|World Trip Home||Post Twelve|
In Ulaanbaatar I boarded the "Chinese Train" to continue on to Beijing. In many of the travel references I found, people claimed the Chinese Train was nicer than the Russian Train. I thought the Russian train was better with Persian style carpets in the compartments and hallways, and burgundy colored bunks and walls. The Chinese train was lighter colored inside (showing the dirt better) and had thin cotton carpets. The Russian train had cleaner toilets too. Of course 'clean' is a relative term.
|My Travel Companions|
The journey from Ulaanbaatar to Beijing took about 30 hours. For this trip I shared a compartment with three Mongolian women. One of them (the woman on the far right) spoke a bit of English so we were able to converse. They were very interested in where I was from, if I was married, and what I thought of Mongolia. They also kept me fed with crackers, yogurt, and fermented camel's milk (the two-hump kind). Mostly they talked amongst themselves and with the woman from the next compartment over. The Mongolian speech, especially when spoken by women is an interesting and pleasant language to listen to. They speak almost in a whisper and the words sound like a collection of consonants without any vowels. I can't really explain it and I wish I had a recording of it to share.
|Beijing Train Station|
I stepped out of the train in Beijing, the biggest city in the most populous country in the world. I was expecting to see people crawling all over each other. Instead, I found a city (and a country) that was mostly well mannered and well managed. This huge train station, obscured by snow flurries, was the first thing I saw.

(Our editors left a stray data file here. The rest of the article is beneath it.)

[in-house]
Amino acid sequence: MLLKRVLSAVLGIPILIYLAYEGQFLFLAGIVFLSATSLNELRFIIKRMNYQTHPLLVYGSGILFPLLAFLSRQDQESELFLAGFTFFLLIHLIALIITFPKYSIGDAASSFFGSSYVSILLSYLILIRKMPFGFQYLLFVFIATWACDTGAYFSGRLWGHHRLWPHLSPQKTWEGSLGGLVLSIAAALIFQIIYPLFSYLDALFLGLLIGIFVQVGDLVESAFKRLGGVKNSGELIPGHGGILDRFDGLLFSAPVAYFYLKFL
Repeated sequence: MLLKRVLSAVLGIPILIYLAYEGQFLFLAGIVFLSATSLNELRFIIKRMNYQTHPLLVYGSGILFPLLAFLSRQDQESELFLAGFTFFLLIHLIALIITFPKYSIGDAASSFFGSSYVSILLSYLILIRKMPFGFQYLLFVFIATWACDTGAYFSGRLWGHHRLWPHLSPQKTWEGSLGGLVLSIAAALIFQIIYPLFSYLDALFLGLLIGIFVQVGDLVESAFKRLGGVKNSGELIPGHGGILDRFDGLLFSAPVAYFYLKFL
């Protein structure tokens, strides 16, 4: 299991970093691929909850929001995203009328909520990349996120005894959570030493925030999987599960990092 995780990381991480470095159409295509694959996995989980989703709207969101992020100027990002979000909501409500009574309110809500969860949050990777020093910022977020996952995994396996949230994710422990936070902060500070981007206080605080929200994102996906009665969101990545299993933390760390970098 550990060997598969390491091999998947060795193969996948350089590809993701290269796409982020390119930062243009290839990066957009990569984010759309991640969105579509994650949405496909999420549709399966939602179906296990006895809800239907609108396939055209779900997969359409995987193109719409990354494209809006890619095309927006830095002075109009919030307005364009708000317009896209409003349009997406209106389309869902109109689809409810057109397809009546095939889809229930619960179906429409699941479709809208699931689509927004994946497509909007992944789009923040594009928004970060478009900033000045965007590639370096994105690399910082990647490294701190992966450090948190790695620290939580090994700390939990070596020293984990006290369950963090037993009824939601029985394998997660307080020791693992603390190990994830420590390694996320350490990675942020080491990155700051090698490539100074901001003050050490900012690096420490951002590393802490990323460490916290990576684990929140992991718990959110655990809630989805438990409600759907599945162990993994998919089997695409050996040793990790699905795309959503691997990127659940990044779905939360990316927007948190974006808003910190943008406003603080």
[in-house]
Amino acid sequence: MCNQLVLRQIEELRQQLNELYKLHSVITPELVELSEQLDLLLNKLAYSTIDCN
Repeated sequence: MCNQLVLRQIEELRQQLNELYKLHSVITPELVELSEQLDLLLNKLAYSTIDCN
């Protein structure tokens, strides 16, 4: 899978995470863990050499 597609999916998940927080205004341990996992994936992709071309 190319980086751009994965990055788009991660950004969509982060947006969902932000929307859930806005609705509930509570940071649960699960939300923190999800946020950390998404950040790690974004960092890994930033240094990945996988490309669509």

I'd expected China to be fairly backward - languishing under its communist rulers. I was shocked to discover a country rapidly transforming itself into a modern, powerful player on the world's stage. Beijing was clean and orderly with wide sidewalks, eight-lane roads (including one large bike lane in each direction), and rows of modern skyscrapers. This is a shot of one of the five star hotels along the boulevard by our hostel.
This is a shot of Craig, my friend from Seattle who was joining me for the trip to Bangkok, and Tina, an exchange student studying in southern China who we met at our hostel. The accommodation in China was always high quality. Our hostel in Beijing was located in a modern 9-story building behind the second building on the left.
|Me & Craiger|
When it was decided that I would travel without Karen from Seville to Bangkok, I immediately put out the call to my friends to see if anyone wanted to join me for part of the trip. Dave met me in Eastern Europe and Craig signed on for Asia. Craig is always up for a challenge, which was good because we had three weeks to get from Beijing to Bangkok and not a clue on where we wanted to go or how to get there. This is a photo of us in Red Square.
After exploring the massive Red Square (sadly with no protesters in sight), we crossed under the (eight lane) road and entered the Forbidden City.
The Forbidden City literally blew us away. We thought this building in the photograph was all there was to it but it was only the entrance. We walked through square after square surrounded by grand palaces and intricate decorations. In all, we probably covered a kilometer walking from one end to the other. The scale of the Forbidden City makes Versailles look like a country house. It was a memorable day. At one point I turned to Craig with a silly grin on my face and said, "I can't believe it, we're in freaking China, this is awesome!"
Scott & Karen Semyan